While he didn’t send my fianceé and I a bottle of champagne like the one he gave Ray Liotta and Lorraine Bracco in Martin Scorsese’s “GoodFellas,” Bobby Vinton’s recent love letter to Western New York inside the Seneca Niagara Events Center was a success on all counts.
He arrived on stage at 8:05 p.m. to the peppy jingle of his son Robert’s jazz ensemble and liquefied the cores of his Polish faithful with an arsenal of ballads potent enough to make even The Grinch’s heart grow three sizes in one day.
Combine the irresistible lure of “Roses Are Red,” “Blue Velvet” and “My Melody of Love” with the fact that Vinton displays a degree of cardiovascular fitness defying his 78 years, and one begins to see why the man remains a living legend of the stage.
His voice, charisma, and affability make him an easy performer to like, because the usual partition between artist and admirer dissipates once the lights are dimmed. He has forged a lifelong bond with his audience that transcends mere music, which is why his decision to carouse through the crowd near the halfway point of the show wasn’t as unexpected as some may have thought.
Between dancing with couples during the “Anniversary Waltz” and dabbling in whatever instrument he could get his hands on, Vinton didn’t stop moving for a second.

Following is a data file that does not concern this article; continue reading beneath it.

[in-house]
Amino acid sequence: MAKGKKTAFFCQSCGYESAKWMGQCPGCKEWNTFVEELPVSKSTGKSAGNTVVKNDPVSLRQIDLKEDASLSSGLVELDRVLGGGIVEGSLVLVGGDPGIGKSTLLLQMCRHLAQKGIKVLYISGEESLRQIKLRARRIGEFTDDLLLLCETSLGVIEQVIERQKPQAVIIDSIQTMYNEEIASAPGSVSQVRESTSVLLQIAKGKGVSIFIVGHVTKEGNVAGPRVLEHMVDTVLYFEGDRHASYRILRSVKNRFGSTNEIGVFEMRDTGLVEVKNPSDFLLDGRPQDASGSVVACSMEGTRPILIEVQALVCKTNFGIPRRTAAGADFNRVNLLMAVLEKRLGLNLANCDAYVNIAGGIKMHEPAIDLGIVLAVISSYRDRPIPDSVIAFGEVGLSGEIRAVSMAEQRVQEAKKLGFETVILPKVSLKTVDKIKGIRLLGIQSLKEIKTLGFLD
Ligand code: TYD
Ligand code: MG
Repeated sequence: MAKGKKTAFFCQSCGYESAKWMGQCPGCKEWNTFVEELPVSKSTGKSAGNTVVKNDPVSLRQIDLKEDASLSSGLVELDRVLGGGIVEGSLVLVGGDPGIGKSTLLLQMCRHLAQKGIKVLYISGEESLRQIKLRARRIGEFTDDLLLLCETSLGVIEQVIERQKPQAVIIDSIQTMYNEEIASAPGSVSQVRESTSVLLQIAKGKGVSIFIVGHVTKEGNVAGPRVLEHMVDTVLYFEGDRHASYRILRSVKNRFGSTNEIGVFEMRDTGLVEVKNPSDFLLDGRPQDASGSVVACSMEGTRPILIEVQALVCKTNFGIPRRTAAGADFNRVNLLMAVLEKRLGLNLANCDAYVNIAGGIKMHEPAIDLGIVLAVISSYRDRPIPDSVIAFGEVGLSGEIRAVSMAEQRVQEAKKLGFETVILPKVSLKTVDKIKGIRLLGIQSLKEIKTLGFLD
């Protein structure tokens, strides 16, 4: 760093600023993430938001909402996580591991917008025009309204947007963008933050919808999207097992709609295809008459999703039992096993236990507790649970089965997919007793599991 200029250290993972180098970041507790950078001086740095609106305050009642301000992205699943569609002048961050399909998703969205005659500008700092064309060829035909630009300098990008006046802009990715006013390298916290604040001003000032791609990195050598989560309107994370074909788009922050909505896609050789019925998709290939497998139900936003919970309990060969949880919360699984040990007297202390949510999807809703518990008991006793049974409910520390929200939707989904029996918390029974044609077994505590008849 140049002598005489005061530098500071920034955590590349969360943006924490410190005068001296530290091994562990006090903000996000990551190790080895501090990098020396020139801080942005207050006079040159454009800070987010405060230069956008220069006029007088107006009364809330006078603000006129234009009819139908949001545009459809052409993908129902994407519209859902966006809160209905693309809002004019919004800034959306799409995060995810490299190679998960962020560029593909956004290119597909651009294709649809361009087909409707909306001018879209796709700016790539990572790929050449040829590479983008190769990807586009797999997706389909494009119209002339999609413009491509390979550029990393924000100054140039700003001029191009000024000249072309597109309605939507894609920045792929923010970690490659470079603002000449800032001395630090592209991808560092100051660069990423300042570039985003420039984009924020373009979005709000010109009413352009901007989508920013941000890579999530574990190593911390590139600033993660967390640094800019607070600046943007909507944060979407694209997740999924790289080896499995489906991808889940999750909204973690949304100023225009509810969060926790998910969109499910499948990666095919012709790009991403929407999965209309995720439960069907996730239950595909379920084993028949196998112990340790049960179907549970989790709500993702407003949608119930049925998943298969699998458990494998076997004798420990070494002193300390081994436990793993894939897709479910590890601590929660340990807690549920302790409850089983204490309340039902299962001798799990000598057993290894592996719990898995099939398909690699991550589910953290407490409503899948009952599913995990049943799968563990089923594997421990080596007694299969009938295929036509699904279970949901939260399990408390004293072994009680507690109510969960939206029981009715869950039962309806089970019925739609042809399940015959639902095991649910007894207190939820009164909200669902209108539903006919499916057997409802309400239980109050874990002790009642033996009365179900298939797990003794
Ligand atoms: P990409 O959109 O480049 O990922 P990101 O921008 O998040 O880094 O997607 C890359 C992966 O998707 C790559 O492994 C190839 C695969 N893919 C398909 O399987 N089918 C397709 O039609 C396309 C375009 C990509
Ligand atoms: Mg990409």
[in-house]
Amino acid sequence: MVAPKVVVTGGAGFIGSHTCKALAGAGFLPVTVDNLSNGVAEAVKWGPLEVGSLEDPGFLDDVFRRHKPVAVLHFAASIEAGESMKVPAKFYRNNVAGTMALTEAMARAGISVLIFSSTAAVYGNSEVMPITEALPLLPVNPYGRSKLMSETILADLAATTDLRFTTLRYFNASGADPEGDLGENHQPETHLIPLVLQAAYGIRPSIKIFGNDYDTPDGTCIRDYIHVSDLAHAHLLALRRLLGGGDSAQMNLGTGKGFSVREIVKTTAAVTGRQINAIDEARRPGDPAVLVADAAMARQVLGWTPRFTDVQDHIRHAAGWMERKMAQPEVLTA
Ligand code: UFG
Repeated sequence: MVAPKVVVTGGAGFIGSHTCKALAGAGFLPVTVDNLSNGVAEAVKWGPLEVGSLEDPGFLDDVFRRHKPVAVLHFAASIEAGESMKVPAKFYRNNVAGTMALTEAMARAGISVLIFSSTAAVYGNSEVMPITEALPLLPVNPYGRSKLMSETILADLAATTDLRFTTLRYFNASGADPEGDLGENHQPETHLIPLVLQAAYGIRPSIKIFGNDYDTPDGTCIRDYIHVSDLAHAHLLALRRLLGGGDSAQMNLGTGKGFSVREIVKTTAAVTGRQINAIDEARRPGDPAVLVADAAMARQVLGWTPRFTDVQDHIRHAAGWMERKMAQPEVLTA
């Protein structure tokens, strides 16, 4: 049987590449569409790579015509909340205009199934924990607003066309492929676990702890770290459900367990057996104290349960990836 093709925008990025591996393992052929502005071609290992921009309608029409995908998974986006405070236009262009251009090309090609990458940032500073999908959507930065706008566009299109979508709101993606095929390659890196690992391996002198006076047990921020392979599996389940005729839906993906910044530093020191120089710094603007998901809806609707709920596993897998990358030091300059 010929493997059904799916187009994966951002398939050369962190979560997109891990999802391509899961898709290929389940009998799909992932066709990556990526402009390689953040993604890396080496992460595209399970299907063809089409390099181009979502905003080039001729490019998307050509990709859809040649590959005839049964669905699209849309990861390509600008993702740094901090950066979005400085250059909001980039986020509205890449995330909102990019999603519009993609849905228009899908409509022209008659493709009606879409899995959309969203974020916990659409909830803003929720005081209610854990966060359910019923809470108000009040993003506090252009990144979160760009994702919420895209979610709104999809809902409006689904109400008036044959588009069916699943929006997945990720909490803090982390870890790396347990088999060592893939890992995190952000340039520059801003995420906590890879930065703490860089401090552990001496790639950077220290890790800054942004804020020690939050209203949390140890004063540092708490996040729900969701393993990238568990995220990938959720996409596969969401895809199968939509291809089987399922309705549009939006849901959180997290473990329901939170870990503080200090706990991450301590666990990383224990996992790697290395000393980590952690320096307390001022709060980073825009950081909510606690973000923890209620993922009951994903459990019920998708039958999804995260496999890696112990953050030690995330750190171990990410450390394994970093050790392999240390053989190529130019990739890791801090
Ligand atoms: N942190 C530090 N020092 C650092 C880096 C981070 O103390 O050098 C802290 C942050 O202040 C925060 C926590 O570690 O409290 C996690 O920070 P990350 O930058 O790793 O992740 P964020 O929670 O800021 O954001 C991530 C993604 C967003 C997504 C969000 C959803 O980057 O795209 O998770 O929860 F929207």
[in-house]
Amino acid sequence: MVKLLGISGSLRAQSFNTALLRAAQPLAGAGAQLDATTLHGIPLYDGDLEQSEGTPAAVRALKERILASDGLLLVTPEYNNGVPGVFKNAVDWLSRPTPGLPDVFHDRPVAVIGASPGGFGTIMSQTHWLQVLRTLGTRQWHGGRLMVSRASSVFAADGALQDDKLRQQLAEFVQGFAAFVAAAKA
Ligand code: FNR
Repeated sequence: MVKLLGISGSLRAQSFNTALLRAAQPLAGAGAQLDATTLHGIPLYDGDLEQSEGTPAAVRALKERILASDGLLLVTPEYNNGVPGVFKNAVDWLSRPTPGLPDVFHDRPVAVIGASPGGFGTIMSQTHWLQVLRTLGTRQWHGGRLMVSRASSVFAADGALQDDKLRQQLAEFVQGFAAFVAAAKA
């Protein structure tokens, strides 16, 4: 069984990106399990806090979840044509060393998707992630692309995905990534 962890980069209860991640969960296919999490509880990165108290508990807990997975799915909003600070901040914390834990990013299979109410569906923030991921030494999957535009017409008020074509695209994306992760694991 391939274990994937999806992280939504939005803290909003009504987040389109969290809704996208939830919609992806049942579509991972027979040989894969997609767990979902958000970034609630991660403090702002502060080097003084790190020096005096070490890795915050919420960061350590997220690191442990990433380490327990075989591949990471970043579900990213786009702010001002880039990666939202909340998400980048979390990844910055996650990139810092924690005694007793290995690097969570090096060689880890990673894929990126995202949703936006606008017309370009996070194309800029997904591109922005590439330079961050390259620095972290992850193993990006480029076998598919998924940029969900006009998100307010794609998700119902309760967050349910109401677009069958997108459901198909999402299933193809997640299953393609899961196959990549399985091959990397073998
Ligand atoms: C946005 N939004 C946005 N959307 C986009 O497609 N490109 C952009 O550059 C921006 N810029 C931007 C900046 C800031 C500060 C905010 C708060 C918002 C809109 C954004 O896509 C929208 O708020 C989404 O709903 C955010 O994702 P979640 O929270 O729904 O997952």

Sure, the entire presentation radiated an air of Vegas-esque cabaret showmanship, but the evening’s spirit was too dynamic to let a little schmaltz get in the way. The music was a throwback to a time predicated on innocence and idealism, so the gathered had certainly come to relive the sounds of their youth without sweating the small stuff.
Before crooning his war-time classic, “Mr. Lonely,” Vinton asked each veteran in attendance to stand up and take a bow, which was a classy move that felt more authentic than other celebrities who mention servicemen simply to get a cheap applause.
The tune was an arresting star placed atop Vinton’s tree of musical gifts, which were delivered on time, and with expert precision.